Edward Said

Edward Said, who taught English and comparative literature at Columbia, was the author most famously of Orientalism. His other books include The Question of Palestine, Covering Islam: How the Media and the Experts Determine the Way We See the Rest of the World, Culture and Imperialism and Out of Place: A Memoir. He was also an accomplished pianist, and founded the West-Eastern Divan orchestra with the conductor Daniel Barenboim in 1999. He wrote forty pieces for the LRB on subjects including late style, the belly-dancer Tahia Carioca, meeting Sartre, and the Oslo Accords, ‘an instrument of Palestinian surrender, a Palestinian Versailles’. Said’s friend and former neighbour Michael Wood wrote about him in the paper after his death in 2003.

Thoughts on Late Style

Edward Said, 5 August 2004

Both in art and in our general ideas about the passage of human life there is assumed to be a general abiding timeliness. We assume that the essential health of a human life has a great deal to do with its correspondence to its time – the fitting together of the two – and is therefore defined by its appropriateness or timeliness. Comedy, for instance, seeks its material in...

“Anyone who believes that the road map offers anything resembling a settlement, or that it tackles the basic issues, is wrong. Like so much of the prevailing peace discourse, it places the need for restraint and renunciation and sacrifice squarely on Palestinian shoulders, thus denying the density and sheer gravity of Palestinian history. To read the road map is to confront an unsituated document, oblivious of its time and place.”

“This is the most reckless war in modern times. It is all about imperial arrogance unschooled in worldliness, unfettered either by competence or experience, undeterred by history or human complexity, unrepentant in its violence and the cruelty of its technology. What winning, or for that matter losing, such a war will ultimately entail is unthinkable. But pity the Iraqi civilians who must still suffer a great deal more before they are finally ‘liberated’.”

“After years of degeneration following the white man’s departure, the empires that ruled Africa and Asia don’t seem quite so bad. A crucial tactic of this revisionism is to read present-day American imperial power as enlightened and even altruistic, and to project that enlightenment back into the past.”

I can’t imagine that there are many Arabs or Iraqis who would not like to see Saddam Hussein removed, but all the indications are that US/Israeli military action would make things much worse on the ground.

Going Against: Is There a Late Style?

Frank Kermode, 5 October 2006

The odd thing is that most of the contributors to these books doubt whether it is possible to offer a clear and distinct idea of the subject under discussion. Indeed, Karen Painter, one of the...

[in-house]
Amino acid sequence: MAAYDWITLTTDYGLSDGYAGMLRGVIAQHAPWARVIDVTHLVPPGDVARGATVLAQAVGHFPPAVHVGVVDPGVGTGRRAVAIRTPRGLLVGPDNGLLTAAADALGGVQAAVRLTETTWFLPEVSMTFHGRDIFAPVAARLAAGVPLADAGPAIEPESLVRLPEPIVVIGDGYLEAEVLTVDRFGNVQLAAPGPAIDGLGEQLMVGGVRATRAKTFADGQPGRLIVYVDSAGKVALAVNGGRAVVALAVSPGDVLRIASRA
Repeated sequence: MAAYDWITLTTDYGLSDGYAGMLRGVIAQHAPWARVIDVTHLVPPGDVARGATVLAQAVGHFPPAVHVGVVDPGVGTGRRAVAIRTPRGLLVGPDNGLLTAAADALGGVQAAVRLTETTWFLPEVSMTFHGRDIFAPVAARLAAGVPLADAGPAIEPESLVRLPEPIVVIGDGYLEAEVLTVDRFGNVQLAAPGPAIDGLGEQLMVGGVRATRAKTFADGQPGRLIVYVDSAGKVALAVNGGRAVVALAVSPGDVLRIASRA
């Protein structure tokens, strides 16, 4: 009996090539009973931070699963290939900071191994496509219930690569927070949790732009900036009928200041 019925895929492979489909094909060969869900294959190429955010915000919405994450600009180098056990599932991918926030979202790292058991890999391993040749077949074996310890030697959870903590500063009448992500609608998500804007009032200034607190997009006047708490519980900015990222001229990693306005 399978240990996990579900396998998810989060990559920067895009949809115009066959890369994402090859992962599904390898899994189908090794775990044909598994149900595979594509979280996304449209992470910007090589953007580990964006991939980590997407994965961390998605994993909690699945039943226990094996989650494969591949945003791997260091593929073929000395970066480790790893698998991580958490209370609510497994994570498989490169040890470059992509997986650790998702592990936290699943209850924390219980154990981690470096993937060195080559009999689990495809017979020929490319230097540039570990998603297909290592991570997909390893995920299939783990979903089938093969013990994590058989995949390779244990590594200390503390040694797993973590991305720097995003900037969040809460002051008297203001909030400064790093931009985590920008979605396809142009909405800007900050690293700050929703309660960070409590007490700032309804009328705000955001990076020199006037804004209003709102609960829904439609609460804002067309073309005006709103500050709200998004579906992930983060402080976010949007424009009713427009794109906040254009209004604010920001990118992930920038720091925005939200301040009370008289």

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In Being and Nothingness Sartre has an admirable passage about the stubborn human tendency to ‘fill’, the fact that a good part of human life, in politics as elsewhere, is devoted to...

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What nations are for

Tom Nairn, 8 September 1994

The politics of dispossession is nationalism – an over-generalisation which at once calls for precise qualification. It is quite true that not all nationalists are dispossessed: possessors...

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In the Wilderness

W.J.T. Mitchell, 8 April 1993

The Foundation of Empire is Art and Science. Remove them or Degrade them and the Empire is no more. Empire follows Art and not vice versa as Englishmen suppose. William Blake,...

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Off the edge

Frank Kermode, 7 November 1991

The Wellek Library Lectures at the University of California, Irvine, are meant to be about Critical Theory, and up to now they have, for good or ill, been faithful (in their fashion) to that...

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Richard Wollheim, 19 March 1987

Professor Bernard Lewis enjoys a worldwide reputation as a scholar of Near-Eastern history, and in his most recent work, Semites and Anti-Semites, he has chosen to concentrate his formidable...

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Textual Harassment

Claude Rawson, 5 April 1984

In a recent review in this paper, Edward Said used the word ‘narrative’ about thirty times. This might have seemed a lot even in the present state of litcritspeak, and even in an...

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Malise Ruthven, 18 February 1982

Edward Said is the first Palestinian to have stormed the East Coast literary establishment. His achievement has partly been the result of what his more paranoid opponents must regard as his...

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Making peace

Dan Gillon, 3 April 1980

The Palestinian problem has been the subject of world-wide debate for more than a decade. Yet the issue is not well understood. The debate, for all its volume and intensity, has rarely managed to...

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